Stirring up a storm: Oliv Yesker takes on STEM

Hang on for a minute...we're trying to find some more stories you might like.


Email This Story






Andrea Davenport

More stories from Andrea Davenport

Issue 5
May 19, 2019
Junior+Oliv+Yesker+and+group+members+Marco+Oceguera+and+Peter+Kowalski%27s+research+project+used+organic+materials+such+as+fruit+peels+to+purify+water.
Back to Article
Back to Article

Stirring up a storm: Oliv Yesker takes on STEM

Junior Oliv Yesker and group members Marco Oceguera and Peter Kowalski's research project used organic materials such as fruit peels to purify water.

Junior Oliv Yesker and group members Marco Oceguera and Peter Kowalski's research project used organic materials such as fruit peels to purify water.

Photo Courtesy of Oliv Yesker

Junior Oliv Yesker and group members Marco Oceguera and Peter Kowalski's research project used organic materials such as fruit peels to purify water.

Photo Courtesy of Oliv Yesker

Photo Courtesy of Oliv Yesker

Junior Oliv Yesker and group members Marco Oceguera and Peter Kowalski's research project used organic materials such as fruit peels to purify water.

Rubber gloves gripped the beaker as the contents began to react. Junior Oliv Yesker held the beaker tight as she and her group members waited for the results — water purified by the use of waste materials.

“[We] meet every Wednesday and Thursday, and [Marco Oceguera, Peter Kowalski and I] essentially are working on removing lead from water with fruit peels,” Yesker said.

As the first hands-on research she has participated in and the first year she has been in Reseach Club, Yesker, Oceguera and Kowalski began their research project in October of 2018.

After the success of theirs as well as others’ research projects, science teacher and Research Club advisor Michelle Sachtleben encouraged the research groups to enter their research to the ISU Symposium, a conference for high school students that would like to present their work where it will be judged in different science categories. The conference will be held on April 26; Yesker’s group will be presenting in the chemistry category.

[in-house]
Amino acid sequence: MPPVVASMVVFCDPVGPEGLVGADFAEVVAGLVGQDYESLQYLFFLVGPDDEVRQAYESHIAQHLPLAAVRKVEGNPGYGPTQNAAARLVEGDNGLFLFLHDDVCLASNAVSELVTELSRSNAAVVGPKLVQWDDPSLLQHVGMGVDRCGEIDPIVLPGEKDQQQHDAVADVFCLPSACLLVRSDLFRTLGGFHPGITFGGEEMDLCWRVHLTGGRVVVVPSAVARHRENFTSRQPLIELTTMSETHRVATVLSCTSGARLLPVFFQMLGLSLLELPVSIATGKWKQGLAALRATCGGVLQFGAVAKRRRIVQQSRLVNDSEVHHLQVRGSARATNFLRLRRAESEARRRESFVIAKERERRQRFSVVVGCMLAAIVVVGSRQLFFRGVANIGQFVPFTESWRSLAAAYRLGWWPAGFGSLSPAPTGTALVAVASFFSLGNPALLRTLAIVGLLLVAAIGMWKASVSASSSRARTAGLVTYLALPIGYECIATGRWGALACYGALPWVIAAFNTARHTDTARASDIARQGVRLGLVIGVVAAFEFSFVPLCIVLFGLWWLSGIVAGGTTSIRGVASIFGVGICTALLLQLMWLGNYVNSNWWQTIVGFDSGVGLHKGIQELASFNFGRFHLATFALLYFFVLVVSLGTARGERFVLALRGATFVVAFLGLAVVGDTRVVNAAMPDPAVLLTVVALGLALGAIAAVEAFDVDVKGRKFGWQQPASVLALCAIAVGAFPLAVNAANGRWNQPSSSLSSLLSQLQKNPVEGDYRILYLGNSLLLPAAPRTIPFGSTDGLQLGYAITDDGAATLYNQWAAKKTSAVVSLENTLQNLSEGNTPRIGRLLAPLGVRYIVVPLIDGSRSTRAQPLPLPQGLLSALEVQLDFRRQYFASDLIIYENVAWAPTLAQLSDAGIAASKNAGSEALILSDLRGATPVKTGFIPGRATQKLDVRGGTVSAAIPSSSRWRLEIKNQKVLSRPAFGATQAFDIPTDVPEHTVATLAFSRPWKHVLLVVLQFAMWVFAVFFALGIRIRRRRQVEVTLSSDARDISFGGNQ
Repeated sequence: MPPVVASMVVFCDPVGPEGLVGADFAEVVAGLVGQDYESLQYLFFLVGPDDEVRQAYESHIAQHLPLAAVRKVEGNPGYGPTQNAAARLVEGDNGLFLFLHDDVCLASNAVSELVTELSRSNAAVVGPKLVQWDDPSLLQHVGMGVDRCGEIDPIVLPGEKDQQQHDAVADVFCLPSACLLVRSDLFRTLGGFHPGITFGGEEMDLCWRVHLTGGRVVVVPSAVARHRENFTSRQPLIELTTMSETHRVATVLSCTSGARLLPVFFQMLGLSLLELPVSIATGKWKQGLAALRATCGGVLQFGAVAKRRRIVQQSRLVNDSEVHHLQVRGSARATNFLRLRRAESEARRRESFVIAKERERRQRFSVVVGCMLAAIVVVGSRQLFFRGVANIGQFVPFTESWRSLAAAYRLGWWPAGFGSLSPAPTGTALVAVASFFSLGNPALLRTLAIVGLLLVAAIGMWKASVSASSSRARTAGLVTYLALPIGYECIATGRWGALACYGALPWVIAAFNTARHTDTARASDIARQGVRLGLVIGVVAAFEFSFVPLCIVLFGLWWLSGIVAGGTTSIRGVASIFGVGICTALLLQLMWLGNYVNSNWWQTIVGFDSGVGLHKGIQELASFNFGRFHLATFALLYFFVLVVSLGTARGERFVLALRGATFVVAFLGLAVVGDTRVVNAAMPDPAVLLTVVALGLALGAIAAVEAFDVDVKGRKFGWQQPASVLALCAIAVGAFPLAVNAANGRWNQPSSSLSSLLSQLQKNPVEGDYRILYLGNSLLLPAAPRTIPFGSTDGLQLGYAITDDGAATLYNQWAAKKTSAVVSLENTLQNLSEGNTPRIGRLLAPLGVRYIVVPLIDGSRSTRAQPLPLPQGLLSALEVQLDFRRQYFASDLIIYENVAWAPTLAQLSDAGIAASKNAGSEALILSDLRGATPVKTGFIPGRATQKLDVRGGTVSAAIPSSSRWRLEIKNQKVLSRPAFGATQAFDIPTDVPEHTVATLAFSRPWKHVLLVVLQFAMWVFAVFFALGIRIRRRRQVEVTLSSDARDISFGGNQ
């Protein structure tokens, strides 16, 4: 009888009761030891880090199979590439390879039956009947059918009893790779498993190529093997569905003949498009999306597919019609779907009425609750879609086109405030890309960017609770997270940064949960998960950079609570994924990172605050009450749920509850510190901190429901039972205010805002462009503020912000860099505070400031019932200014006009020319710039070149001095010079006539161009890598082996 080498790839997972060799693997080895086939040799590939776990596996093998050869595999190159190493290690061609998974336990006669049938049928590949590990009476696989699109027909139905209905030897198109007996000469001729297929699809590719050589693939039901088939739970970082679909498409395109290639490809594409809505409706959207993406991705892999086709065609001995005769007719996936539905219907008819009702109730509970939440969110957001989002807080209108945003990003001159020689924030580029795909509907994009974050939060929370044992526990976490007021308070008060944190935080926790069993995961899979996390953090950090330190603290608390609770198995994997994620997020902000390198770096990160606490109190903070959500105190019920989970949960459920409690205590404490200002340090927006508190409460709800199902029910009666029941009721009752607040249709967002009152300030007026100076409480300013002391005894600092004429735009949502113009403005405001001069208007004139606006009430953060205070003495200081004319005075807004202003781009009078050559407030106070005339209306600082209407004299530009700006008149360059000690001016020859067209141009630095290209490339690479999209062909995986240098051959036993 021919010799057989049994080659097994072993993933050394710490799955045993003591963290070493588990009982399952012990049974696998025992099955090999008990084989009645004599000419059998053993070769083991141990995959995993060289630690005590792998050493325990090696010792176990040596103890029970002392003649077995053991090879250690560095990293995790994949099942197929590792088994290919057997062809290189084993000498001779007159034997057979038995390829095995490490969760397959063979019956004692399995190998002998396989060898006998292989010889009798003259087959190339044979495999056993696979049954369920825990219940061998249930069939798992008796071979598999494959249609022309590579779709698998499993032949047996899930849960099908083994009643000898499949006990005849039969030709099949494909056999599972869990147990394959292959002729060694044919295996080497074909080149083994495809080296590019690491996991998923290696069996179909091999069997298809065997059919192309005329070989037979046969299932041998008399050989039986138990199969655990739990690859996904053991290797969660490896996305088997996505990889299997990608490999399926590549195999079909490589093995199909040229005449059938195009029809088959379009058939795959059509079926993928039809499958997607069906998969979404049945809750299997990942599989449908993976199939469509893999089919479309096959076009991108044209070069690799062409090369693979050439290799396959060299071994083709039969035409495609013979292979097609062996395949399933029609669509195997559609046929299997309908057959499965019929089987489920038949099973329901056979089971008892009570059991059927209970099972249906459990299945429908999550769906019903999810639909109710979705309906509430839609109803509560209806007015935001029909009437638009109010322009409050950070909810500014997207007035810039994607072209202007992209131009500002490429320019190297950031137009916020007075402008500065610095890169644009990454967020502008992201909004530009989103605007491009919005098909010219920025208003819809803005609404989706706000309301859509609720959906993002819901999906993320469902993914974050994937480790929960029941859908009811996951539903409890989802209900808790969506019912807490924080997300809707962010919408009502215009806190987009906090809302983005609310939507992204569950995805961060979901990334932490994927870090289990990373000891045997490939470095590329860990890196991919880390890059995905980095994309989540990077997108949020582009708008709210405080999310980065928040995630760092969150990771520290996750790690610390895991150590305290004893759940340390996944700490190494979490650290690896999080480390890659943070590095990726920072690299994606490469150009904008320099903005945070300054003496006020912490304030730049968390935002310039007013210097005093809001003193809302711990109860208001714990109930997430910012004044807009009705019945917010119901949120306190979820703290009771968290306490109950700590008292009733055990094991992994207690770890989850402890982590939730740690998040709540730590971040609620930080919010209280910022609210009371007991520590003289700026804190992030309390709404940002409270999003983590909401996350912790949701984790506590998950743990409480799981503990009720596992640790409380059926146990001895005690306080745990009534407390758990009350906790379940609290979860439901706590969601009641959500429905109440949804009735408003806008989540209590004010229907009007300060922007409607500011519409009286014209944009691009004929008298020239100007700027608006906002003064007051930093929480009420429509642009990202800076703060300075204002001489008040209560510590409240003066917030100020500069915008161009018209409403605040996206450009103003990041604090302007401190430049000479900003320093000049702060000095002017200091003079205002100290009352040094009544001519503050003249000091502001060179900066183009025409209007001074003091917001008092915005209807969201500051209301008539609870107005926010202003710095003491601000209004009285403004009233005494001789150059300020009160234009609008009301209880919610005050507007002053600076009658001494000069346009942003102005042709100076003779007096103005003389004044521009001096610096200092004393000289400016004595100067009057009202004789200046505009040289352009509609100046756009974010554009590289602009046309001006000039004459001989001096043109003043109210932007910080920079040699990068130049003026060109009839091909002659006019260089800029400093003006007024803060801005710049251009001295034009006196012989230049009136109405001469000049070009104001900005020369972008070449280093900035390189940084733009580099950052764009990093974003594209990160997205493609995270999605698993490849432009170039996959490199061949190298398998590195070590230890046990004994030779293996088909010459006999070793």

“Junior year is stressful, but she is crushing it with style. … I never know how students balance academics, work, clubs and activities, but Olivia does this better than most. Her ability to cope with life’s stresses is the best I’ve seen. Her balance and her great positive attitude will afford her great success in college and future endeavors,” Sachtleben said.

Not only is Yesker a member of Research Club, but she is also a competitive member of the DGS Math Team, qualifying for the state tournament on May 4. With practices only once a week, the date is fast approaching, and she believes she has gained valuable experience.

“It’s allowed me to look at challenges and tasks in new ways and has taught me how to ask for help in areas I’m weaker in, or help another student understand something they can’t quite grasp. … [I learned to] stay organized and to write things down. If it’s written, you’re less likely to forget it. I like to keep myself busy, so I don’t mind a packed schedule,” Yesker said.

Someone who knows Yesker’s commitment and strive for success well is long-time friend and DGS junior Catherine Kammerer.

“She is incredibly motivated to do well in school because of her yearn to learn new topics. She is heavily involved in math and science, and thoroughly enjoys those classes, which is something many students cannot relate to,” Kammerer said. “People thrive the most when they enjoy what they do, which I think is the case with Oliv. She has expressed her love for math and science to me countless times and I admire her for putting her knowledge to good use. She stays active on Math Team and Research Club because it is something she is passionate about, which is why it is so manageable for her. Without that drive and love for what you do, that is when you can lose motivation.”

Although she has only been a member of Research Club for a short amount of time, Yesker hopes to pursue a career in the research field. She enjoys the hands-on experience and aims to continue applying her math background to her everyday life.

“Considering the path she is on right now, I can see Oliv doing some pretty major things in the future. I know she has expressed wanting to become an actuary or maybe even some sort of chemist, which is exactly what I can picture her doing. I feel like as long as she is happy with her career, she will achieve some of her dreams,” Kammerer said.

Print Friendly, PDF & Email